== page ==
Unpacking the past: The unique experience of learning with objects 

The late Holocaust survivor George Grojnowski often said: “I was born on 23 January, but I regard the day I came to Australia as my true birthday.”

George’s sentiment is not a rare one among our community of Holocaust survivors. For many of them, stepping off a boat or plane into a new life in Australia – half a world away from the traumas of war-torn Europe – was one of the most significant moments of their lives.

Among survivors’ migration experiences are stories of immense strength and resilience, of rebuilding lives shattered by immeasurable loss. Despite the hardship they endured, many would go on to make significant contributions to Australian society in all kinds of areas – from business to the arts, academia, medicine, and philanthropy.

The experiences of this incredible group of people are the focus of our new Migration Stories: Arrival Forever primary school program, aimed at students in Years 5 and 6.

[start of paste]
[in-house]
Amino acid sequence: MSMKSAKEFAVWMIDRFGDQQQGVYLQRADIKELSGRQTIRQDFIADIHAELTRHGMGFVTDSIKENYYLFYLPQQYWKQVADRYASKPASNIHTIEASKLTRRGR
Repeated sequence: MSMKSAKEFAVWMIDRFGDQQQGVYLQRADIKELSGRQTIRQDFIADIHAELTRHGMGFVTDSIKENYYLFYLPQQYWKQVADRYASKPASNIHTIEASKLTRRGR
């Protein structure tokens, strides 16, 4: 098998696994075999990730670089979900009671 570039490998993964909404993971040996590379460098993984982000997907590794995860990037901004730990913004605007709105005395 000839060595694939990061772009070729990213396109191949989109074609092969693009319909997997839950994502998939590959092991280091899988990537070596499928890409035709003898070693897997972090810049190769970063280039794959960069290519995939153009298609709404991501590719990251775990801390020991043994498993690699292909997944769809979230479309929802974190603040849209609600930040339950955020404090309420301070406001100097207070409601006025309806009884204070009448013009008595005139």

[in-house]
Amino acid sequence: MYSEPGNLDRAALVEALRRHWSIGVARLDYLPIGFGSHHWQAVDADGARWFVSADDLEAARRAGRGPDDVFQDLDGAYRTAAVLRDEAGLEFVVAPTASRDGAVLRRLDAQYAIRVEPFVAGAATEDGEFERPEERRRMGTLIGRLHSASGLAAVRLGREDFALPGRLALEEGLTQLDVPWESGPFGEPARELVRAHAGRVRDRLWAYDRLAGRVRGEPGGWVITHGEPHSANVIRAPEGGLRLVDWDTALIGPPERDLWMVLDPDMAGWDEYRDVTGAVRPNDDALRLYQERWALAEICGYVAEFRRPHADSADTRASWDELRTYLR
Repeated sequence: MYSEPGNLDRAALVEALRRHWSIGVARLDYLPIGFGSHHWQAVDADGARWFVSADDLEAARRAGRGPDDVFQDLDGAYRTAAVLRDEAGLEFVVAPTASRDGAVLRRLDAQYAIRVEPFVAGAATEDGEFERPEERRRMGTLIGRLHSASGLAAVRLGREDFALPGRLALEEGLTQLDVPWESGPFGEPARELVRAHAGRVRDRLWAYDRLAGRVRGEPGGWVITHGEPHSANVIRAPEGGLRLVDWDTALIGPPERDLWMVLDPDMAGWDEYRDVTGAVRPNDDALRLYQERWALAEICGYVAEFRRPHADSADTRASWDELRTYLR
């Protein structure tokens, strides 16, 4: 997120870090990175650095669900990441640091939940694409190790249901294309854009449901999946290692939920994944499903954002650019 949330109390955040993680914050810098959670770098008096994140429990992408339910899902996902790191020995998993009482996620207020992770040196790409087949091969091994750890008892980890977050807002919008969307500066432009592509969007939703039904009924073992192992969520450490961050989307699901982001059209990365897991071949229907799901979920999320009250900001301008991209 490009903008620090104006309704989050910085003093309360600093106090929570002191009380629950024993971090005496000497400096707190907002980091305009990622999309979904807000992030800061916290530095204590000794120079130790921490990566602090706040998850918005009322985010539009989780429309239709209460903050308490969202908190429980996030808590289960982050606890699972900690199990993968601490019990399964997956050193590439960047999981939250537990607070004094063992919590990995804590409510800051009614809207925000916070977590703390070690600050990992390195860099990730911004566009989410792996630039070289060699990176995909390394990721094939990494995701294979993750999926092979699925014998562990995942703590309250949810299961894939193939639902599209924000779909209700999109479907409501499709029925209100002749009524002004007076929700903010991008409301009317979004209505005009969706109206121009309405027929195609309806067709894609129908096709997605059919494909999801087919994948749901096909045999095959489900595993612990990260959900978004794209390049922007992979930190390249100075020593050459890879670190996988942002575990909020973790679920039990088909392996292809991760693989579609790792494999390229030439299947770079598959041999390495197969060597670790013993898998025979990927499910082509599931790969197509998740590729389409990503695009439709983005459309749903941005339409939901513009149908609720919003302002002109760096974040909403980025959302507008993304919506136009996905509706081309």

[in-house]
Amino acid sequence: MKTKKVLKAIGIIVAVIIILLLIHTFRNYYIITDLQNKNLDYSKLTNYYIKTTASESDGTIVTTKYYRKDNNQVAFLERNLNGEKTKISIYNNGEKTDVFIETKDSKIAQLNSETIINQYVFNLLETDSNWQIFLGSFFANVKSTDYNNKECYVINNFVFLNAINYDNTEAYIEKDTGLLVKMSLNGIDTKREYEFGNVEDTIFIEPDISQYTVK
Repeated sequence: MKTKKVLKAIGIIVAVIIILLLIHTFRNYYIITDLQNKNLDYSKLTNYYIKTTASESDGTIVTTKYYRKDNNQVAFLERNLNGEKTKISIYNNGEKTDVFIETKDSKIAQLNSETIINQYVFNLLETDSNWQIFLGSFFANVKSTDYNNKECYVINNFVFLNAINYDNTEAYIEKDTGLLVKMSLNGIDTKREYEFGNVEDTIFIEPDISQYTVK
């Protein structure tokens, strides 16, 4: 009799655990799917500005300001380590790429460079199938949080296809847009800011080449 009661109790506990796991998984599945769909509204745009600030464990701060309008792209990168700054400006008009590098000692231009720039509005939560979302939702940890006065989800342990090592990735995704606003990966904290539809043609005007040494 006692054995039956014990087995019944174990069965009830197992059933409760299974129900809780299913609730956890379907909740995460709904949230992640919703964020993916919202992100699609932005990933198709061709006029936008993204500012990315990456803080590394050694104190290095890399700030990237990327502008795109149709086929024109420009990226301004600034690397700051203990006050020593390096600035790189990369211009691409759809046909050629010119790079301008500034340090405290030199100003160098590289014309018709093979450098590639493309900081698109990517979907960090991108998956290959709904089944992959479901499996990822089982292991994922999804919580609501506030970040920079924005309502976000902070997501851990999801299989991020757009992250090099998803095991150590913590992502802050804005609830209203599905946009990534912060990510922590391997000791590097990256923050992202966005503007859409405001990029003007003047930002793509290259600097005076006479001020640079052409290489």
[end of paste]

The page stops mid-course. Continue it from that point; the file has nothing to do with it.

Students engaged in the new program at the Museum, with Educator Ilana McCorquodale. Photography by David Swift

Uncovering survivors’ life experiences

The program presents students with suitcases filled with various objects belonging to survivors who made Australia home. Piece by piece, students investigate photos, documents and other artefacts, slowly building a fuller picture of each survivor’s life. Students also have the opportunity to meet a survivor in an intimate setting, hearing directly from them about what it was like to make a life in a new country.

Primary school program educator, Ilana McCorquodale says:

“This program creates an experiential learning environment that can’t be emulated in a classroom. Students engage with exhibits artefacts, participate in interactive activities, and ask questions to deepen their understanding. It’s a fully-immersive experience that allows them to legitimately hold history in the palms of their hands.”

Museum Educator Jeff Fletcher is a firm advocate for this kind of object-based learning. Over recent years, he’s been working to build a collection of historical objects, used specifically for educational programs like this one.

Jeff says:

“Unpacking an individual’s life experiences through objects adds a new level of perspective and curiosity for students. The incredible impact this kind of learning is having on our students is a testament to the powerful role that objects play in providing a window into the past.”

Students learning with objects. Photograph by David Swift.

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